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Minim Invasive Ther Allied Technol. 2012 May;21(3):241-8. doi: 10.3109/13645706.2012.665805. Epub 2012 Mar 29.

Navigated laparoscopy--liver shift and deformation due to pneumoperitoneum in an animal model.

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St. Antonius Hospital, Department of Medical Physics and Instrumentation, Nieuwegein, The Netherlands.



Precise laparoscopic liver resection requires accurate planning and visualization of important anatomy such as vessels and tumors. Combining laparoscopic ultrasound with navigation technology could provide this. Preoperative images are valuable for planning and overview of the procedure, while intraoperative images provide an updated view of the surgical field.


To validate the accuracy of navigation technology based on preoperative images, we need to understand how much the liver shifts and deforms due to heartbeat, breathing, surgical manipulation and pneumoperitoneum. In this study, we evaluated liver tumor shift and deformation due to pneumoperitoneum in an animal model.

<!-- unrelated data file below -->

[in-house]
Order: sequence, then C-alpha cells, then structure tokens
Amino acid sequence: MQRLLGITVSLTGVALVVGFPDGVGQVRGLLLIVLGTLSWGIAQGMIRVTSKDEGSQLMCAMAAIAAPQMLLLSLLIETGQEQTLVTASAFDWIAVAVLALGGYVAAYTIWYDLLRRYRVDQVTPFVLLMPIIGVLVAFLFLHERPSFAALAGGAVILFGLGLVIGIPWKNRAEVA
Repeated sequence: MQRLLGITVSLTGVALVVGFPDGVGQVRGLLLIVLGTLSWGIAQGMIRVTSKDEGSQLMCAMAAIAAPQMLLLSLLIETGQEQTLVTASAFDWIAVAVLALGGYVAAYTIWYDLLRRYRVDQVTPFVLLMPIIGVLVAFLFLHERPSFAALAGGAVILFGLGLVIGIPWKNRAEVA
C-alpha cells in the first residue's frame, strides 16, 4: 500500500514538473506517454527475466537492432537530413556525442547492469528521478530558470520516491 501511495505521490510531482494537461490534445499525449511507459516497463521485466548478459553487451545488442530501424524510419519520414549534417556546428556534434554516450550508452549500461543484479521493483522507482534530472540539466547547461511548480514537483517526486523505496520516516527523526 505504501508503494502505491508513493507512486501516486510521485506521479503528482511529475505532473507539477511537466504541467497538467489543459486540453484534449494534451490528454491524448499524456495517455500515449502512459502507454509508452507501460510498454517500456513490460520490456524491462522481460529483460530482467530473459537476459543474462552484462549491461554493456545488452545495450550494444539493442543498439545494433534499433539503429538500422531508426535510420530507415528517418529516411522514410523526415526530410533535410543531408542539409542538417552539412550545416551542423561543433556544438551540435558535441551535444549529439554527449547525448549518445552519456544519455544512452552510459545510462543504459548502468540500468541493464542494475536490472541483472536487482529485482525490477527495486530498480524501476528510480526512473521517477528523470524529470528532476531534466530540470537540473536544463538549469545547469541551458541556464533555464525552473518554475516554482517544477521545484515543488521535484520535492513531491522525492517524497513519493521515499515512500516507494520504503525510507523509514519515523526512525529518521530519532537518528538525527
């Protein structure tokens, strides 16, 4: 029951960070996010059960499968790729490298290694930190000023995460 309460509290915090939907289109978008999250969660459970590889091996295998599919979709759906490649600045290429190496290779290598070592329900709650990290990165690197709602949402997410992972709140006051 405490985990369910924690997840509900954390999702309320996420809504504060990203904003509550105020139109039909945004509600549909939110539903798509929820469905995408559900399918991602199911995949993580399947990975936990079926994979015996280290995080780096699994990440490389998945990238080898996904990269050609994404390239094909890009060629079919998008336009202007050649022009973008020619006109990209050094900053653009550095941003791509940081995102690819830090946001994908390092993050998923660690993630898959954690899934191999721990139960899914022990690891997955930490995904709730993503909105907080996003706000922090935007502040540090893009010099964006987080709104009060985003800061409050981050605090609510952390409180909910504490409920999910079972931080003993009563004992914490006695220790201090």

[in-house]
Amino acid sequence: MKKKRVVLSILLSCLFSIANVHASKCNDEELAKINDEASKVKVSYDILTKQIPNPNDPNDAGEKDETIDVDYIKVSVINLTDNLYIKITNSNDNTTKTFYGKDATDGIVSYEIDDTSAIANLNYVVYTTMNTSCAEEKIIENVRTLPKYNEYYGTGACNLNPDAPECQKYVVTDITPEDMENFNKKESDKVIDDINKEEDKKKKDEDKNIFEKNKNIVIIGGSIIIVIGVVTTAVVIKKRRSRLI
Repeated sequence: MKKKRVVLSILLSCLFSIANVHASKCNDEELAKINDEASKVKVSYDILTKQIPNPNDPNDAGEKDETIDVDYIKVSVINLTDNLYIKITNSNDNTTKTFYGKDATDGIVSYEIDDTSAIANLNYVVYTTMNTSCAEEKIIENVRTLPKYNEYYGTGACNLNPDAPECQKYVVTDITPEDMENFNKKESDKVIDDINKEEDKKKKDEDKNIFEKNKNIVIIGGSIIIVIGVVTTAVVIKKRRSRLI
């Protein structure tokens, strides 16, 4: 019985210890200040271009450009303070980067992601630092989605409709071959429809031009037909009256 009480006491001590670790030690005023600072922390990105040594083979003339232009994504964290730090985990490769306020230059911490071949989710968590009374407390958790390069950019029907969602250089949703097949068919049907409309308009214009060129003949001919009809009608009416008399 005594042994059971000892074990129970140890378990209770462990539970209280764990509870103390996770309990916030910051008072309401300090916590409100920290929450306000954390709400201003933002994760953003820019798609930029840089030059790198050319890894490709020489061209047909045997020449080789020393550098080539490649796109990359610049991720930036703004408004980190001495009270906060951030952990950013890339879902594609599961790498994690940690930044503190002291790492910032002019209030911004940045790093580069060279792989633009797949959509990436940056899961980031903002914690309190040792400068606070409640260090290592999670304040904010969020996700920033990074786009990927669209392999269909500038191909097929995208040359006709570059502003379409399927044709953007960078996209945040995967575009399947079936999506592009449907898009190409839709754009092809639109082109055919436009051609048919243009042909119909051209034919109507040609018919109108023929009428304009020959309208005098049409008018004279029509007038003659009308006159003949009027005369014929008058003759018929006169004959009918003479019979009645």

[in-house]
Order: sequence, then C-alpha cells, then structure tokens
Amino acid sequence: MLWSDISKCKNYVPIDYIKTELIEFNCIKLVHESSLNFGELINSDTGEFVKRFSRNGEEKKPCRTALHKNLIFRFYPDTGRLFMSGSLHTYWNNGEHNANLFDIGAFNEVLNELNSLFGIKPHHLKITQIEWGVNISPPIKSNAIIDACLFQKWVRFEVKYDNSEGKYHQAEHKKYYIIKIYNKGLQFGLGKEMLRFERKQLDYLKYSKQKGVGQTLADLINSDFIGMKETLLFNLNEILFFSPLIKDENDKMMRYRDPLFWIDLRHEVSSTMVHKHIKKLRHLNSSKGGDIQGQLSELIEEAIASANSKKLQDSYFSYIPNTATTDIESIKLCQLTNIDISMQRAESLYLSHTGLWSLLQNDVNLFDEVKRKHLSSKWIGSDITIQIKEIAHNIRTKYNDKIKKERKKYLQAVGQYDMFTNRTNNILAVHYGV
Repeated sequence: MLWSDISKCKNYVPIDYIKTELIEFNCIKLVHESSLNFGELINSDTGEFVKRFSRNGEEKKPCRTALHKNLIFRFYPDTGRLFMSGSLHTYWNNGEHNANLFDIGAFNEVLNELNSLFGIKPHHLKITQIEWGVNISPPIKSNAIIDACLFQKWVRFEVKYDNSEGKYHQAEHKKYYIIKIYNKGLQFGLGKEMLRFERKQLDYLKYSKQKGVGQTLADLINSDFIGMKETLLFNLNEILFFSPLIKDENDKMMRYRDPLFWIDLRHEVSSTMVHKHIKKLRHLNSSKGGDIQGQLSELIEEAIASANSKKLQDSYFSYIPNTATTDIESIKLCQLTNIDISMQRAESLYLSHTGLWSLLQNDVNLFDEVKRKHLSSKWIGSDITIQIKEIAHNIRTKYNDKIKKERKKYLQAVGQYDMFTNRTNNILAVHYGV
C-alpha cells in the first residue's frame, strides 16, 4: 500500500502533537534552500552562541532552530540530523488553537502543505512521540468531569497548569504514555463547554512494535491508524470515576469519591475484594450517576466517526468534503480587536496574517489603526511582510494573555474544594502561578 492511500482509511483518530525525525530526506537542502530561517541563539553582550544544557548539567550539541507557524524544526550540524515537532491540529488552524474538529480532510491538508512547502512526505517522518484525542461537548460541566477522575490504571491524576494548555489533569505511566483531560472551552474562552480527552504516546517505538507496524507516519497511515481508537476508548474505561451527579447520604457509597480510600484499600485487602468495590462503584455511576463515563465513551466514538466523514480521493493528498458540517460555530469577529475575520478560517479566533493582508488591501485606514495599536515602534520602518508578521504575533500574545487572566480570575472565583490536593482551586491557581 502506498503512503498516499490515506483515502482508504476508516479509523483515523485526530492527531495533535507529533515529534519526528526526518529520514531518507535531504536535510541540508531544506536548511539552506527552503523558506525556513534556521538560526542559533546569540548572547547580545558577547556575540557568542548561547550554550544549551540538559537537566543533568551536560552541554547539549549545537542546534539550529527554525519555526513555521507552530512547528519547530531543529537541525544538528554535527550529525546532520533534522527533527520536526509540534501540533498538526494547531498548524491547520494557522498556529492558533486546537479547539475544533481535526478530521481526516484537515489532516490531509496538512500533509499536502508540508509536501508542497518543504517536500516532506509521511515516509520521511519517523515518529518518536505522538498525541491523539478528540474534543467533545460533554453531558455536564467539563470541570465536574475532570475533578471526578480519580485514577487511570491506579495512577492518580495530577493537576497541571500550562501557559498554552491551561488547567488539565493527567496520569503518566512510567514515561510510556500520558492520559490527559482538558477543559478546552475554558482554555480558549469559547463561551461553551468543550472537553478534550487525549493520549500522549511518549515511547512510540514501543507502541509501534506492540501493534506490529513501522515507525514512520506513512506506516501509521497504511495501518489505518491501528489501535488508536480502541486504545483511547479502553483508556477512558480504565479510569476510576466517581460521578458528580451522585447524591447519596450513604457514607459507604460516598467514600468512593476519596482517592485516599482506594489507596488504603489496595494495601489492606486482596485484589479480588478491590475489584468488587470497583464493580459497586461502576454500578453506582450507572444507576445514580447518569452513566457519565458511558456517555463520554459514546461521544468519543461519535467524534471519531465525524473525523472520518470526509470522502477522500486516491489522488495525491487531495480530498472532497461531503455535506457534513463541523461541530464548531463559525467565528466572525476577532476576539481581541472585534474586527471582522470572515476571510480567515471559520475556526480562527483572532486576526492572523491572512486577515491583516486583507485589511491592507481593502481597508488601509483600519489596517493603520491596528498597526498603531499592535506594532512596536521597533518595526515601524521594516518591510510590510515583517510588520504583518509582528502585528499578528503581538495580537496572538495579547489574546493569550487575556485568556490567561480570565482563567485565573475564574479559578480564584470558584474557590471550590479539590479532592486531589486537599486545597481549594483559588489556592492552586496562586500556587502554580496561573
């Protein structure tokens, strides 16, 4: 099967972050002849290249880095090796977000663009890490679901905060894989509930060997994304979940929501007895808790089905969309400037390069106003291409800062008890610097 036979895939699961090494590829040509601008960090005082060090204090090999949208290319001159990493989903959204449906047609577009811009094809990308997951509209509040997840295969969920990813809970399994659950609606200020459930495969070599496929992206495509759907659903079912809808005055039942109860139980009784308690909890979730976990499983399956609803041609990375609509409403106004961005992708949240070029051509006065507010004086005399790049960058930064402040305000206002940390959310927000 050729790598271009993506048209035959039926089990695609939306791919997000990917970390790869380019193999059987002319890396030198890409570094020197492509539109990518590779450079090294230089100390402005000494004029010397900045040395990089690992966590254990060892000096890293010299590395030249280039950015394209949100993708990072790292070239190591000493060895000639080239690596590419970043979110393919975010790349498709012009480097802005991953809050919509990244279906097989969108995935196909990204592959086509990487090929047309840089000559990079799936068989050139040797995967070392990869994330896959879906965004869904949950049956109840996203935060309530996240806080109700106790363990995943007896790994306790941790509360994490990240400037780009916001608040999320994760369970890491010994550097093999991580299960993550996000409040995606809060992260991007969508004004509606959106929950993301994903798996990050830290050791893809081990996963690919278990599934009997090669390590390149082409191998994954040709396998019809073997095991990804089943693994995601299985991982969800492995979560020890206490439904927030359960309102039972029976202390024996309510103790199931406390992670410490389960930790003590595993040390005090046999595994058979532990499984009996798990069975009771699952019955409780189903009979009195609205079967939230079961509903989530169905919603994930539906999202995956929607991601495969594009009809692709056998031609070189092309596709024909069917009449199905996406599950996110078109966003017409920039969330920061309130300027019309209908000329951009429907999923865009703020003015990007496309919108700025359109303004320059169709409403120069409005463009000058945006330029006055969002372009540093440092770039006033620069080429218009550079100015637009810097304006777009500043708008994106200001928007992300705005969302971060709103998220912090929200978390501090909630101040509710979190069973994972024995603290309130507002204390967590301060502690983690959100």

Tumor models were injected into the liver of the animal, and 3D CT images were acquired before and after insufflation. Tumor shifts and deformation were determined.


The results showed significant tumor position shift due to pneumoperitoneum, with a maximum of 28 mm in cranio-caudal direction. No significant tumor deformation was detected. Small standard deviations suggest rigid body transformation of the liver as a whole, but this needs further investigation.


The findings indicate a need for anatomic shift correction of preoperative images before they are used in combination with LUS guidance during a laparoscopic liver resection procedure.

[Indexed for MEDLINE]

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